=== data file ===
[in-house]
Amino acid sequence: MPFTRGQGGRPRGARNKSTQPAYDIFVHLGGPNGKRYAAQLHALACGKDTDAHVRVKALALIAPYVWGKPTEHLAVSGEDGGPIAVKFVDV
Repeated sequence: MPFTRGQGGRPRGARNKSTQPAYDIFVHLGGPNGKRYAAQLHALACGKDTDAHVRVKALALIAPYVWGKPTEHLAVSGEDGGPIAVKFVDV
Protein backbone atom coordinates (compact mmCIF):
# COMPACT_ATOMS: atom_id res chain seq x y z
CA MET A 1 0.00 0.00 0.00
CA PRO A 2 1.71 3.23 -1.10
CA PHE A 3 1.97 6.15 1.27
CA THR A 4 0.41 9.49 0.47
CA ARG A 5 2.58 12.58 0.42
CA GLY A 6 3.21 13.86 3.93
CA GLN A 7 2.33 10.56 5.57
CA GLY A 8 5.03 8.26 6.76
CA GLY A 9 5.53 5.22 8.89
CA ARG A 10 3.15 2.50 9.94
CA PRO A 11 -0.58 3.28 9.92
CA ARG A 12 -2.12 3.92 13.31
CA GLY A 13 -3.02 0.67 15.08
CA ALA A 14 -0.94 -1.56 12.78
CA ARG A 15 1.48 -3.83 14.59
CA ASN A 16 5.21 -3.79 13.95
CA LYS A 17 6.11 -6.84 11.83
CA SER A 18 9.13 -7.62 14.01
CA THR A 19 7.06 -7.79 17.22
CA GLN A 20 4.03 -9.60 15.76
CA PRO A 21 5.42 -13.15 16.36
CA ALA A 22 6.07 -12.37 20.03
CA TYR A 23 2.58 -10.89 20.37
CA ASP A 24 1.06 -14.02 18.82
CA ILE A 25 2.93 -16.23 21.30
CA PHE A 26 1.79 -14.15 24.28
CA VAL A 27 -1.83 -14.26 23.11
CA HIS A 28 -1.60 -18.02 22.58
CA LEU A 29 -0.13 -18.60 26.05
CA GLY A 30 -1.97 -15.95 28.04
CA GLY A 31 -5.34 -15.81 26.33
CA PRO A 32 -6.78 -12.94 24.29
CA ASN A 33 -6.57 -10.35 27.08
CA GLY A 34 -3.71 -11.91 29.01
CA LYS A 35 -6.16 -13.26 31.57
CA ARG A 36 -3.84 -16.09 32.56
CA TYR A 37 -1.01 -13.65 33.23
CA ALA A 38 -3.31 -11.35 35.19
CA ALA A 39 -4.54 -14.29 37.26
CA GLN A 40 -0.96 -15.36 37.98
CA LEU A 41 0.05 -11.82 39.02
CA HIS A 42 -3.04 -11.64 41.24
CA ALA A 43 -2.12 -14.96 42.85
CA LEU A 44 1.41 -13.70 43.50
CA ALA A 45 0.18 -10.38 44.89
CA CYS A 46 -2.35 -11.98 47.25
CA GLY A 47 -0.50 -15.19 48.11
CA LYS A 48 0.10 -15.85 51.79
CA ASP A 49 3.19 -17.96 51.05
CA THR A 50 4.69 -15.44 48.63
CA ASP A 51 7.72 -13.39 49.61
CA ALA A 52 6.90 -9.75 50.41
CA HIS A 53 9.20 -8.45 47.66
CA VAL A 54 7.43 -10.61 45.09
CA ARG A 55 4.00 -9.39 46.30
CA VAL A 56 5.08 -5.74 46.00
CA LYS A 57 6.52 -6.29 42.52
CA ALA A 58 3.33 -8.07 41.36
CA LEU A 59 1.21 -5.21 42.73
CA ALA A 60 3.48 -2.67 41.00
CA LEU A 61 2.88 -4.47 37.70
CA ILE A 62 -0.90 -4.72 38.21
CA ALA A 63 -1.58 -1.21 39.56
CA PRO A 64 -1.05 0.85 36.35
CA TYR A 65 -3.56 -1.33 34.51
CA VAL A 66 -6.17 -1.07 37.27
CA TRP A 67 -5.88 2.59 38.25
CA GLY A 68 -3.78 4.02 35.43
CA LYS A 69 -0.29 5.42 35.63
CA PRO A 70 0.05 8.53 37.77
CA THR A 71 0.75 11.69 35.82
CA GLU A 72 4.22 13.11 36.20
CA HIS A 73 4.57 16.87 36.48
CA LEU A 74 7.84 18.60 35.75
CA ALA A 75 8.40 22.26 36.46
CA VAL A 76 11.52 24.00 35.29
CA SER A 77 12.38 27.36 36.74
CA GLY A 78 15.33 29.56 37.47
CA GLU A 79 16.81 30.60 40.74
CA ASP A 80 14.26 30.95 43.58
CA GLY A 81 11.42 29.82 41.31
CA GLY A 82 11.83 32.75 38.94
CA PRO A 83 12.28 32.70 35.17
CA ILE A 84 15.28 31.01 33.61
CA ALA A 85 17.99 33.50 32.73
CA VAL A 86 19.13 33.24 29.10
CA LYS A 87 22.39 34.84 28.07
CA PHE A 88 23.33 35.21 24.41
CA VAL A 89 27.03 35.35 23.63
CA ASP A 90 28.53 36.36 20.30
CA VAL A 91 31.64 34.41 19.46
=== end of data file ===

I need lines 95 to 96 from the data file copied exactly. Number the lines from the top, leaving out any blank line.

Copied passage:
CA ASP A 90 28.53 36.36 20.30
CA VAL A 91 31.64 34.41 19.46